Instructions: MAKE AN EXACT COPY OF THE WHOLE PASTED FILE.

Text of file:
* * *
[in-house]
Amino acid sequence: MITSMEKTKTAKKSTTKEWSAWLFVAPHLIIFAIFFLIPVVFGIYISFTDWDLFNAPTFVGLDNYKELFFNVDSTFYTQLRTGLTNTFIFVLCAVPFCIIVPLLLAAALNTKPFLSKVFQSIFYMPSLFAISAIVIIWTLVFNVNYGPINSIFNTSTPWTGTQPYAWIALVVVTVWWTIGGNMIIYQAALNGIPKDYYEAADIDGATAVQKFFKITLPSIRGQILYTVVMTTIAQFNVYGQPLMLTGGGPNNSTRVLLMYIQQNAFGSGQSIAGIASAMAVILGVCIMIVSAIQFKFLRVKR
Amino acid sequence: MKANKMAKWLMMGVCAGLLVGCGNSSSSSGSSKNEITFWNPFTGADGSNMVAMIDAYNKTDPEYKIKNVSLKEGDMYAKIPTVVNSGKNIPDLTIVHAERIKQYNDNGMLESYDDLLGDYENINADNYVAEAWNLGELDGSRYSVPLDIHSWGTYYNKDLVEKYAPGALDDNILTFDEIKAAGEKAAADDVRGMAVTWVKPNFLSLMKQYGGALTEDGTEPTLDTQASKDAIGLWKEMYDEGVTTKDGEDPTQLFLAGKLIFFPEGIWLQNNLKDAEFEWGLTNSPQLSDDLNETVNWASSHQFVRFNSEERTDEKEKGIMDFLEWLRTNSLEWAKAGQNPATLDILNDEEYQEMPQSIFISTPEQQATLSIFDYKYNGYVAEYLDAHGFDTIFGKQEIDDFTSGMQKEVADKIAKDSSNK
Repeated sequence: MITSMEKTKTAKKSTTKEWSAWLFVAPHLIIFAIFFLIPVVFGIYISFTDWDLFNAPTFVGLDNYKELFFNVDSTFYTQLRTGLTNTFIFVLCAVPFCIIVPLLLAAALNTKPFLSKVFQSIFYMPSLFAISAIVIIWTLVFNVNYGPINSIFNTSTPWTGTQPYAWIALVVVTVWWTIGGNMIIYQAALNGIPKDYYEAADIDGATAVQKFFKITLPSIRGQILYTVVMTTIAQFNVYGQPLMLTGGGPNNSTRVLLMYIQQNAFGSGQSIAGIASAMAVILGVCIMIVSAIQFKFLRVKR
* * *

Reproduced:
[in-house]
Amino acid sequence: MITSMEKTKTAKKSTTKEWSAWLFVAPHLIIFAIFFLIPVVFGIYISFTDWDLFNAPTFVGLDNYKELFFNVDSTFYTQLRTGLTNTFIFVLCAVPFCIIVPLLLAAALNTKPFLSKVFQSIFYMPSLFAISAIVIIWTLVFNVNYGPINSIFNTSTPWTGTQPYAWIALVVVTVWWTIGGNMIIYQAALNGIPKDYYEAADIDGATAVQKFFKITLPSIRGQILYTVVMTTIAQFNVYGQPLMLTGGGPNNSTRVLLMYIQQNAFGSGQSIAGIASAMAVILGVCIMIVSAIQFKFLRVKR
Amino acid sequence: MKANKMAKWLMMGVCAGLLVGCGNSSSSSGSSKNEITFWNPFTGADGSNMVAMIDAYNKTDPEYKIKNVSLKEGDMYAKIPTVVNSGKNIPDLTIVHAERIKQYNDNGMLESYDDLLGDYENINADNYVAEAWNLGELDGSRYSVPLDIHSWGTYYNKDLVEKYAPGALDDNILTFDEIKAAGEKAAADDVRGMAVTWVKPNFLSLMKQYGGALTEDGTEPTLDTQASKDAIGLWKEMYDEGVTTKDGEDPTQLFLAGKLIFFPEGIWLQNNLKDAEFEWGLTNSPQLSDDLNETVNWASSHQFVRFNSEERTDEKEKGIMDFLEWLRTNSLEWAKAGQNPATLDILNDEEYQEMPQSIFISTPEQQATLSIFDYKYNGYVAEYLDAHGFDTIFGKQEIDDFTSGMQKEVADKIAKDSSNK
Repeated sequence: MITSMEKTKTAKKSTTKEWSAWLFVAPHLIIFAIFFLIPVVFGIYISFTDWDLFNAPTFVGLDNYKELFFNVDSTFYTQLRTGLTNTFIFVLCAVPFCIIVPLLLAAALNTKPFLSKVFQSIFYMPSLFAISAIVIIWTLVFNVNYGPINSIFNTSTPWTGTQPYAWIALVVVTVWWTIGGNMIIYQAALNGIPKDYYEAADIDGATAVQKFFKITLPSIRGQILYTVVMTTIAQFNVYGQPLMLTGGGPNNSTRVLLMYIQQNAFGSGQSIAGIASAMAVILGVCIMIVSAIQFKFLRVKR